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The kids are (not) all right

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Courstesy of Simon & Schuster Courstesy of Simon & Schuster


The Children's Home' offers unconventional horror
The best horror fiction is that which embraces and exploits the unknown. Too often, writers take the easy path, filling their pages with moments that, while scary enough, aren't particularly surprising. Many times, the frights tend to be familiar ones.

Charles Lambert takes the road less traveled in 'The Children's Home' (Scribner, $24), an unsettling and subtle book that tells a tale of isolation and explores the true terror inherent to feelings of abandonment, offering a disconcerting look at just how drastic an impact disconnection can have.


Morgan Fletcher lives an isolated life. He is an heir to a massive fortune, though his understanding of just how that fortune came to pass is limited. He is also horribly disfigured thanks to a tragedy in his younger days. He rattles around inside his familial estate, sorting through the libraries of his forbears and interacting only with his housekeeper. He avoids reflection in all of its forms.

Everything starts to change when Moira and David show up.

These two children appear as if out of nowhere, apparently hoping to be taken in. Morgan invites the children into his home and accepts them into his life. Before long, more and more children start to appear, their origins just as mysterious as the first two.

Into this tangled web comes Dr. Crane, a local physician called in to care for one of the sick children. Far from being repulsed by Morgan's disfigurement, he is drawn to the lonely recluse and gradually becomes a friend one as fascinated by these precocious children as Morgan is.

As time passes, the children's behavior becomes more erratic and eerie. They have insights and wisdom beyond their brief years; in their exploration of Morgan's house, they make some bizarre and unsettling discoveries. These discoveries lead Morgan and Dr. Crane down a shadowy path snarled with mystery and mysticism.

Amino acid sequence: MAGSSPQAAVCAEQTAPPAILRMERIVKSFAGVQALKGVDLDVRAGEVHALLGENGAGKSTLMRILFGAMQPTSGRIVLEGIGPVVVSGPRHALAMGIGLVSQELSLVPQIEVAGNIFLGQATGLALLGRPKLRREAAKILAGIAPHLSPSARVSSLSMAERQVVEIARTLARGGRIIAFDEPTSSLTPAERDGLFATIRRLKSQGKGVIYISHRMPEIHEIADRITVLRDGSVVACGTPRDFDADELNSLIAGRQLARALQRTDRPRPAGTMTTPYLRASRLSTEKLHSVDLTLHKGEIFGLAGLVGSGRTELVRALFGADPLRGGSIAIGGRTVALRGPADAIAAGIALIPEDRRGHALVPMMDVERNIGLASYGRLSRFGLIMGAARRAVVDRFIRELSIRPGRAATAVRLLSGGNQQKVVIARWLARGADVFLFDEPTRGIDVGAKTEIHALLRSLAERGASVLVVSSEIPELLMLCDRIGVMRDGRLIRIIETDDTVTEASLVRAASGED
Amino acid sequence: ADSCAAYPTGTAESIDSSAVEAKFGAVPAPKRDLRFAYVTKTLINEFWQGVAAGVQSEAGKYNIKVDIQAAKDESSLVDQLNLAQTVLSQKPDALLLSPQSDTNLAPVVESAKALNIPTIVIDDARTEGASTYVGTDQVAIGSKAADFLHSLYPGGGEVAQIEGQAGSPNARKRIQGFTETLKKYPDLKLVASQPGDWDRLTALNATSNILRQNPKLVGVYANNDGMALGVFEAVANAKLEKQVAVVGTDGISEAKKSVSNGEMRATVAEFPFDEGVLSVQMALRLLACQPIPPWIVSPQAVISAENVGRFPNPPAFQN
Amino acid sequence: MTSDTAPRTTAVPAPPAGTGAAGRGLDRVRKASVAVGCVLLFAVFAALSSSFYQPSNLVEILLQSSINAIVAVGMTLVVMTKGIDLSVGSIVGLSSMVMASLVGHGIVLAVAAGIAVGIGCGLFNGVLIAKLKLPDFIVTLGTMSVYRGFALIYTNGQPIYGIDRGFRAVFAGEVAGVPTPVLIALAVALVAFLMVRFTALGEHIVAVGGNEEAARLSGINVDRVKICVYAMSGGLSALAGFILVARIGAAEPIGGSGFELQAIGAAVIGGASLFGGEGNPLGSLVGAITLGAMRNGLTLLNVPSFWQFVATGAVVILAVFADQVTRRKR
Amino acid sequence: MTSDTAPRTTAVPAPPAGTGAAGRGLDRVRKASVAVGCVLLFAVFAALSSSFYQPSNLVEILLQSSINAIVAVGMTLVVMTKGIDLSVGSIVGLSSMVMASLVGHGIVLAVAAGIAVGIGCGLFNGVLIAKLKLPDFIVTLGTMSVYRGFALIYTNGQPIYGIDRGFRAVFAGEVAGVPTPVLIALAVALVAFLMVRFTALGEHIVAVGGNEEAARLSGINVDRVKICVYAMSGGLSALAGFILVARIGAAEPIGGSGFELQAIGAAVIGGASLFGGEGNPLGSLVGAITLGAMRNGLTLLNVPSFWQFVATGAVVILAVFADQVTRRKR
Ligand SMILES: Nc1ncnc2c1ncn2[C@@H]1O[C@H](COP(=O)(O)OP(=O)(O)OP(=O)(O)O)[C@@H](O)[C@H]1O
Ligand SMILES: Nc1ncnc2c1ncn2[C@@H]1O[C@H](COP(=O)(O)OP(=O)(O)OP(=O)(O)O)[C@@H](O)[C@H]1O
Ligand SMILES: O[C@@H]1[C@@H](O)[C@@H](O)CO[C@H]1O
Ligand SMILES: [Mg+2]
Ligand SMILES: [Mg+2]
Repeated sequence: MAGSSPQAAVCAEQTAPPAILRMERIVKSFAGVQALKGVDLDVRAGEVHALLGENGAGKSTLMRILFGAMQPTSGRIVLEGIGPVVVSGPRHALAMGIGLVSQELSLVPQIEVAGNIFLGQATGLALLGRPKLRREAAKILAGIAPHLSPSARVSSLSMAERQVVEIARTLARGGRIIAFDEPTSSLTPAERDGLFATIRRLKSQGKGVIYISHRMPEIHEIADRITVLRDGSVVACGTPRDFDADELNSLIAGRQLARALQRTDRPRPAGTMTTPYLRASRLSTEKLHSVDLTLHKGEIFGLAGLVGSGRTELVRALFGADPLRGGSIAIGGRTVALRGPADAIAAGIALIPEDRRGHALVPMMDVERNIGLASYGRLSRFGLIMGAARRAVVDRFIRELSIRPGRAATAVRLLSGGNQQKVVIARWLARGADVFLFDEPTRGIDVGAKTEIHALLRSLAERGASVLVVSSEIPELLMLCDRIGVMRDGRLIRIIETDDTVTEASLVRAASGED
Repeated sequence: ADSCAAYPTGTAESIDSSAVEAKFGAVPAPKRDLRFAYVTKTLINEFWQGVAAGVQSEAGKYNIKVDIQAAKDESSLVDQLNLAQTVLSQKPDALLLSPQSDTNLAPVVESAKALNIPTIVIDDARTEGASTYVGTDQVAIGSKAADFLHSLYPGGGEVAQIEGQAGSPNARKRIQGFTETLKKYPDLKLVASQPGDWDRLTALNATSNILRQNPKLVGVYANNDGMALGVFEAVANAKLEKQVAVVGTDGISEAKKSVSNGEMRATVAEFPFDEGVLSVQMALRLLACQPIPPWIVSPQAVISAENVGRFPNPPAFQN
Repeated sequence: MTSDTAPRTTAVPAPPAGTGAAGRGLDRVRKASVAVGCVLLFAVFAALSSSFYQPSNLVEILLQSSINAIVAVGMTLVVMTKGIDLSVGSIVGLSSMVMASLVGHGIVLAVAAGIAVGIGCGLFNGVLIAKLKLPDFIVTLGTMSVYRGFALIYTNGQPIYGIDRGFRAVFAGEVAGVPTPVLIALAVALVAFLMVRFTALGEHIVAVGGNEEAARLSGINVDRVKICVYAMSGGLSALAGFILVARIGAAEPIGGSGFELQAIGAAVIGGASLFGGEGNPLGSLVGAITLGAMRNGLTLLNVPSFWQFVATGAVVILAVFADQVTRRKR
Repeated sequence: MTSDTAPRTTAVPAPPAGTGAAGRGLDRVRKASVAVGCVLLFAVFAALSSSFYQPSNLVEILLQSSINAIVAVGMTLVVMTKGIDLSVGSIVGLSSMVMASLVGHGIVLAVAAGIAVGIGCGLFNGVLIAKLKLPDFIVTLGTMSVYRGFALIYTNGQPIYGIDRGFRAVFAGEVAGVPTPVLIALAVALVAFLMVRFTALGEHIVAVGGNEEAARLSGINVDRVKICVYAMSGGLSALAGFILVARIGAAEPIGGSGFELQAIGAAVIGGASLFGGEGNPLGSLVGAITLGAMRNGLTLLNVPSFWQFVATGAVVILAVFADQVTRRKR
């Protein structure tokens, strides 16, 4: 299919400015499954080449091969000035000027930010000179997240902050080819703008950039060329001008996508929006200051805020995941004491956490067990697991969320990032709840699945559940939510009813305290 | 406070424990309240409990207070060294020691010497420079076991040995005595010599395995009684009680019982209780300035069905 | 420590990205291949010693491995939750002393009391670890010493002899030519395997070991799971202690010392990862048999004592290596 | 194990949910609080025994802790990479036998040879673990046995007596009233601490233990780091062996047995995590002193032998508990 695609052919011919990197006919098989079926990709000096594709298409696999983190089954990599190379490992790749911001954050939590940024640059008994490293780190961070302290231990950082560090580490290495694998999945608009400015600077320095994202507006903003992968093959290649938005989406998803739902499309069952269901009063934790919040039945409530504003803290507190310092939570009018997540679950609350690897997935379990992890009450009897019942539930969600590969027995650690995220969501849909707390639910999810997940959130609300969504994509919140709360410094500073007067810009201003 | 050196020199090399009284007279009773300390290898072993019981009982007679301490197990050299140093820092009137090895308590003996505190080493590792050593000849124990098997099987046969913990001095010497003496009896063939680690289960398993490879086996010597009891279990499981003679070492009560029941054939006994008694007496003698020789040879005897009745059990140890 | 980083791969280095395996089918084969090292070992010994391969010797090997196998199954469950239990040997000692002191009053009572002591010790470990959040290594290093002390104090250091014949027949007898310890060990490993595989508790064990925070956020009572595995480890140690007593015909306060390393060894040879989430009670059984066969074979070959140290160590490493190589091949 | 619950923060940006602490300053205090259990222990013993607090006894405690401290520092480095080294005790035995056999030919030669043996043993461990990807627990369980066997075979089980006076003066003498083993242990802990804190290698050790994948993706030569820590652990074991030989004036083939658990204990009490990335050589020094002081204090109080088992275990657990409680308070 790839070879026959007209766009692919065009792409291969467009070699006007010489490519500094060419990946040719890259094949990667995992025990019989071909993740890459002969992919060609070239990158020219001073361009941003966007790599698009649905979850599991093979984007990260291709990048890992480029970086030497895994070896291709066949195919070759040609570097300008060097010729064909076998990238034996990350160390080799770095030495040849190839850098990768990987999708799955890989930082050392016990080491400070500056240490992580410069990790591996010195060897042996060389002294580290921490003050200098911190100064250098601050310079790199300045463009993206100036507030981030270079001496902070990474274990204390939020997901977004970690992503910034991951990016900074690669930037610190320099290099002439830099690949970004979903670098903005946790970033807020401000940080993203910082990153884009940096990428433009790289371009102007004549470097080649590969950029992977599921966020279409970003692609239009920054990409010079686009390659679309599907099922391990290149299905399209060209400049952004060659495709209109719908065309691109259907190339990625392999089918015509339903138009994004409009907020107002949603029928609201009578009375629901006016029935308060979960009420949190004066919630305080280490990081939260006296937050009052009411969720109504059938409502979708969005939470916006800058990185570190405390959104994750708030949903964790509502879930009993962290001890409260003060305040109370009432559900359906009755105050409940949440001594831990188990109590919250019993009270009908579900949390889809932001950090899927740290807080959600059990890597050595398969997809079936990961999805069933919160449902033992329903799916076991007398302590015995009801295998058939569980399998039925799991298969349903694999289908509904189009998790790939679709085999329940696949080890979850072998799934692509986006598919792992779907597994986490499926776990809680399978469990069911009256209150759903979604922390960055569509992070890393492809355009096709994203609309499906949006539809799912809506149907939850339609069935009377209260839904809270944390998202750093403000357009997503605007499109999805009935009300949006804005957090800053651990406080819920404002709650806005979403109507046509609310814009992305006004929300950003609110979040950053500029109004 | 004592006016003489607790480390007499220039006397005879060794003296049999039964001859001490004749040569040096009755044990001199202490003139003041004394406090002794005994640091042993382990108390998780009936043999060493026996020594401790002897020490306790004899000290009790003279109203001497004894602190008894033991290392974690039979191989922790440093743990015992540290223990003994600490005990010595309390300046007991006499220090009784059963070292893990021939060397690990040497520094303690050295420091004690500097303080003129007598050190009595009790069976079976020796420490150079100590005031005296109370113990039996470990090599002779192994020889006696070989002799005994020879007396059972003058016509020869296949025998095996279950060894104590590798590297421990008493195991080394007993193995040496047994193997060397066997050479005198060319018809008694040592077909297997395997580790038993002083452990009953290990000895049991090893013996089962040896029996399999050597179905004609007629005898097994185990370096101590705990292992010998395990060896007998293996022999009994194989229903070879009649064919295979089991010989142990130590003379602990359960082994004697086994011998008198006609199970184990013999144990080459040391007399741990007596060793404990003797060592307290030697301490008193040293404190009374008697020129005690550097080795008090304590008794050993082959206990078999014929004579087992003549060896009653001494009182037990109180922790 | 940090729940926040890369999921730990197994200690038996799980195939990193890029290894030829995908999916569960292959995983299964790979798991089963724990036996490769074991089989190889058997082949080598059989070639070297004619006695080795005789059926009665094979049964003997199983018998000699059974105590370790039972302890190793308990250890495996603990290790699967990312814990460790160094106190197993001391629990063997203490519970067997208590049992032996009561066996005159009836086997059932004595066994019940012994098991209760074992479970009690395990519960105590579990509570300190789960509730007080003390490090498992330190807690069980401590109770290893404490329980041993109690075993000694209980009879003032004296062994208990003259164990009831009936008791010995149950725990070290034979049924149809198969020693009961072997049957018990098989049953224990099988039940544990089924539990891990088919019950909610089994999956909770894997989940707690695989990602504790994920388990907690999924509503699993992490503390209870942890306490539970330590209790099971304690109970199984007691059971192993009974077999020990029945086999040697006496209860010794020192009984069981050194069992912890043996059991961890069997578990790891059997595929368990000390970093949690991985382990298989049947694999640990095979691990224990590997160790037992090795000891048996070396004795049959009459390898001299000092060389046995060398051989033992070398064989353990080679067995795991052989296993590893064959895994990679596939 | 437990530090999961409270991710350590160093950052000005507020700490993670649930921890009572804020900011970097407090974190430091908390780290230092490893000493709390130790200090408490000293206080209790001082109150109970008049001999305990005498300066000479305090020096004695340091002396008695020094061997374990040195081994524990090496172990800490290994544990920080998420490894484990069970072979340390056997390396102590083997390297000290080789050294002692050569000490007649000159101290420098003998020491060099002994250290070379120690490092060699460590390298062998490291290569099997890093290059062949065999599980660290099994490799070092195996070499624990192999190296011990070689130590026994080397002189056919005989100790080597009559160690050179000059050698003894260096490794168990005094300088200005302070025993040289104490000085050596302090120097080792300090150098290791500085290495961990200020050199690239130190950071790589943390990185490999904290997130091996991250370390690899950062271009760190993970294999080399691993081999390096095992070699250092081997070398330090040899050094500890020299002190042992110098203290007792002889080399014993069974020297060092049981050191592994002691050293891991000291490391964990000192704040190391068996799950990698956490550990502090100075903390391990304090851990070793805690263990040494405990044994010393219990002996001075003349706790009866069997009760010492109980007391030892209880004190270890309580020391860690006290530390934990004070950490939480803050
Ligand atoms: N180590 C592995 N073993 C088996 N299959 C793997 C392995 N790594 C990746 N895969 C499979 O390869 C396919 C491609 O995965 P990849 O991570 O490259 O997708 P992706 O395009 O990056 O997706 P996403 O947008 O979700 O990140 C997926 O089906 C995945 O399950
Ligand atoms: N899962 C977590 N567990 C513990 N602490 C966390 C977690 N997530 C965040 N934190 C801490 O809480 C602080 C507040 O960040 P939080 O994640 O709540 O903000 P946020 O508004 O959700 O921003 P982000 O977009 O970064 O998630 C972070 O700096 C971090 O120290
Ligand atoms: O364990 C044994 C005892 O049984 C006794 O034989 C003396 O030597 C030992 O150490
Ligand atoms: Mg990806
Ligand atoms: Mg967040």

The children are seeking something, you see and Morgan is the one who can help them find it.

One hesitates to use the term muddled as a compliment, but 'The Children's Home' feels muddled in the best possible way. Lambert does an exceptional job in amplifying the general creepiness of the narrative through a sense of precise ambiguity. The overall murkiness, far from being a distraction, actually enhances the reading experience. Basically, we the readers are often as confused as Morgan himself; that confusion allows all sorts of shadows to spill into the story.

Lambert dwells in those shadows, luxuriating in the depth of cover that they provide him. The leisurely pace of the narrative is punctuated by well-executed feints, yet even those drastic shifts play out smoothly. Calling something a 'page-turner' is a bit of a clich, but there's no better way to describe the 'just one more chapter' compulsion that this book elicits.

Morgan Fletcher is as unreliable a narrator as they come, a sad and broken man who can't help but suffer the effects of his lengthy isolation. His untrustworthiness with regards to the events going on around him adds yet another layer of intrigue to a tale already rife with unpredictable possibilities.
'The Children's Home' is the best kind of ghost story one that scares, one that surprises and one that you simply can't stop reading.

Last modified on Friday, 08 January 2016 10:19

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